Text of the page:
[13]RRI conference summary report, p4; Onel Marsardule (as above)

[14]Tim Clairs, Senior Technical Advisor, UN-REDD,Environment and Energy Group, UNDP(RRI conference panellist)

[15]Charles DiLeva, Chief Counsel, Climate Change,Sustainable Development and International Law, World Bank(RRI conference panellist)

[16]Saskia Ozinga, Coordinator, FERN; Onel Marsardule (as above) 

[17]Victoria Tauli-Corpuz,  Executive Director, Tebtebba,  Chairperson of the United Nations Permanent Form on Indigenous Issues (and a Philippinesdelegate in the REDD+negotiations in Cancún) (RRI conference panelist)

[18]Victoria Tauli-Corpuz, (as above)

[19] Victoria Tauli-Corpuz (as above)

[20]Onel Masardule (as above); Saskia Ozinga (as above)

[21]Cecile Njdébet, Director, Cameroon Ecology(RRI conference panellist)

[22]Florence Daviet, Co-Manager, Governance of ForestsInitiative, World Resources Initiative(RRI conference panellist)

[23]Tony La Viña, Dean, Ateneo School of Government,Philippines(RRI conference panellist)

[24]Onel Masardule (as above)

[25]Onel Marsadule (as above)

[26]Kristen Hite, Attorney, ClimateChange Program, Centre for International Environmental Law(RRI conference guest speaker)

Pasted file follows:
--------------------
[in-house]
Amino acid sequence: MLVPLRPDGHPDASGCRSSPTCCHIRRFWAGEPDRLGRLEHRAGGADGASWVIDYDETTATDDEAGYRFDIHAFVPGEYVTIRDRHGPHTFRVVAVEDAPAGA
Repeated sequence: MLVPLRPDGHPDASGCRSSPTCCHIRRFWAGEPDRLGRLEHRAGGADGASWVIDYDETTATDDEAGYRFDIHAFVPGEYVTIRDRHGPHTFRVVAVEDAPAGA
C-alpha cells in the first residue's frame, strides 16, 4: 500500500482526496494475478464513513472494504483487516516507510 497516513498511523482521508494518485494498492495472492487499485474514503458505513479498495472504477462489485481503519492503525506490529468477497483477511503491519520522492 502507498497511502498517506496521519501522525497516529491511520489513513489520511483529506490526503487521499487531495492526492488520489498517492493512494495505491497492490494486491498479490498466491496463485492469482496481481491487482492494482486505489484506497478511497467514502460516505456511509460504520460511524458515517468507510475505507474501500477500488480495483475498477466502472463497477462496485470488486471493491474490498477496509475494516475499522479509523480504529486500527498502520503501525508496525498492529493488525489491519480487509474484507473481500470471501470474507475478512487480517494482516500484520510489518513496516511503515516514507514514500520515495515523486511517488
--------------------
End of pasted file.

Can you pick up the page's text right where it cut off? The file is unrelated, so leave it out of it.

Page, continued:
[27]David Capper (as above)

[28]Abyd Karmali (as above)

[29]Onel Masardule (as above); Victoria Tauli-Corpuz

[30]Dooley, K., Griffiths, S.,Martone, F., and Ozinga, T. 2011. Smoke and Mirrors: A critical assessment of the Forest Carbon Partnership Facility. FERN & Forest Peoples Programme. Available online at:

[31]A Readiness Preparedness Proposal (R-PP) is a document that will set out the steps and‘minimum requirements’ for a country to achieve ‘Readiness’. For more information see Smoke and Mirrors: A critical assessment of the Forest Carbon Partnership Facility. FERN & Forest Peoples Programme. Page 85. Available online at:

[32]Saskia Ozinga (as above); Smoke and Mirrors report (as above)

[33]Saskia Ozinga (as above)

[34]Chris Lang. March 2011. Smoke and Mirrors: A critical assessment of the Forest Carbon Partnership Facility. Available online at:

[35]Onel Marsardule (as above)

[36]Onel Masardule; Saskia Ozinga; Victoria Taili-Corpuz (all as above)

[37]Saskia Ozinga (as above)

[38]  REDD-Readiness is a national strategy to prepare countries to execute REDD activities and manage REDD funding

[39]Andy White, RRI Coordinator (RRI conference chair) ; Juan Maunel Torres-Rojo, Mexico’s NationalForestry Commission Director General (RRI conference panellist)

[40]Juan Manuel Torres Rojo(as above)

[41]Juan Manuel Torres Rojo (as above)

[42]Tony La Viña (as above)